The day Adam’s music played at Drury Lane

Lancashire composer and former UCLan student Adam Simpson has been making music since he was at junior school. But the musician, who is dyslexic, never dreamt his work would be played at a top London theatre, as he tells Fiona Finch.

Wednesday, 19th February 2020, 11:45 am
Adam Simpson

In his wildest dreams composer Adam Simpson could never imagine his work being performed at London’s Drury Lane Theatre so early in his career.

But for the 28-year-old Blackpool based musician that is exactly what happened.

Adam was asked to compose five pieces for the RAF Centenary Royal Gala ‘Time Flies’ which was attended by Prince Michael of Kent.The composer and his family watched with pride as a dancer from the acclaimed group Ballet Boyz danced to one of those works.

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In the studio - Adam Simpson (left) with fellow Last Tourist musicians Jason Booth (centre) and John Wellby Photo: Daniel Johnson

The star-studded programme also featured Adam’s music as a poem entitled Sky Fever, written by Martin Barraclough, was read by actress Joanna Lumley. Other compositions were played as cast members from the musical Wicked read out letters home from those who served in the two world wars.

Adam said: “It was a surreal experience to watch ... It was such a breathtaking sensation to hear my work being played in the auditorium of one of London’s West End theatres.”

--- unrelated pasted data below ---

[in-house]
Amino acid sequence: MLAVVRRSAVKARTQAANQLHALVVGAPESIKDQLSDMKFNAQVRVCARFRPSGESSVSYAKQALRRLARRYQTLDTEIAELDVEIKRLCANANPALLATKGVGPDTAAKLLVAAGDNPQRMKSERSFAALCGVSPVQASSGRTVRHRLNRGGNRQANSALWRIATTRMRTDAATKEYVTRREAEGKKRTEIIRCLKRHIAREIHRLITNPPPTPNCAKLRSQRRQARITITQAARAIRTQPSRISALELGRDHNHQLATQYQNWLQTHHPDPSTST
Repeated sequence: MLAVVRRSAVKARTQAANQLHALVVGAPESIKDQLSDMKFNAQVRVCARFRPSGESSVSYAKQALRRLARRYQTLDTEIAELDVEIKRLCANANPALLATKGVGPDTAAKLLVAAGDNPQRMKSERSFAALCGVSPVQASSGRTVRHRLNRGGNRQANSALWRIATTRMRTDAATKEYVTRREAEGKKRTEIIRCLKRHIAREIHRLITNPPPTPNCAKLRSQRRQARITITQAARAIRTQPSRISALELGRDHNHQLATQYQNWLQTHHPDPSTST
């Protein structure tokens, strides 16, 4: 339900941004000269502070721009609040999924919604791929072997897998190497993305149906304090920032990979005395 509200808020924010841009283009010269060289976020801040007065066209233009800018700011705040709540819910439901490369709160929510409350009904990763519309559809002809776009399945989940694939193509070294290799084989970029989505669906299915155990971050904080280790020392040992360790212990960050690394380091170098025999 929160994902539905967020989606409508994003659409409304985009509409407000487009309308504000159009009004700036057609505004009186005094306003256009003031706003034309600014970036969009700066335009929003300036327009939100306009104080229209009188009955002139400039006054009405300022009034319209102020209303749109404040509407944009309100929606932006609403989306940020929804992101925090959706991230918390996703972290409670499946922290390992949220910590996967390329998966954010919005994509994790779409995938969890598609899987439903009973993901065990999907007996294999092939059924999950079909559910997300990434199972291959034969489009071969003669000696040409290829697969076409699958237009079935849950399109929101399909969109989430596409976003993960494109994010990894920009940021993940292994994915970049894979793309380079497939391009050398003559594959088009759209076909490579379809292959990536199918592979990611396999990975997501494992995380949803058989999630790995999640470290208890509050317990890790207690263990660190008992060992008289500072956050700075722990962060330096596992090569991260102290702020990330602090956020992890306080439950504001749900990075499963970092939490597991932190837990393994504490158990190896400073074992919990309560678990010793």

He added: “The BalletBoyz created their interpretation of my composition. I am very proud to be associated with the work of the multi-award-winning group.”

The commission for the gala performance came through Kirkham-based AWOL Media Productions who he works with regularly.

Adam Simpson shows the tattoo on his arm inspired by his family's voices

Adam began his musical career early, learning the piano at the age of six. By the age of eight he was composing songs.

He said: “ My mother thought I would just like to do an instrument. She phoned the local piano shop on Whitegate Drive in Blackpool and I went there. I first learned to do my grades, as you do, and I took to it quite well and the piano teacher said ‘You’ve got a good ear for music.’ I can play by ear.”

He was, he recalls, very fortunate to have a music teacher who helped to encourage and develop his composition skills.

The teacher entered him into the European Piano Teachers’ Association composer’s contest and Adam recalled: “I came third when I was about 12 - that motivated me to do more competitions.”

A few years later, at the age of 16, he entered the Blackpool Musicians’ competition and later a Sibelius contest. The judges for the Sibelius competition were composer Howard Goodall and Harry Gregson-William. Adam’s work stood out to the extent he was highly commended in his category. Adam said: “Sibelius is a software programme where you write music. They inspired me to continue my journey as a composer.”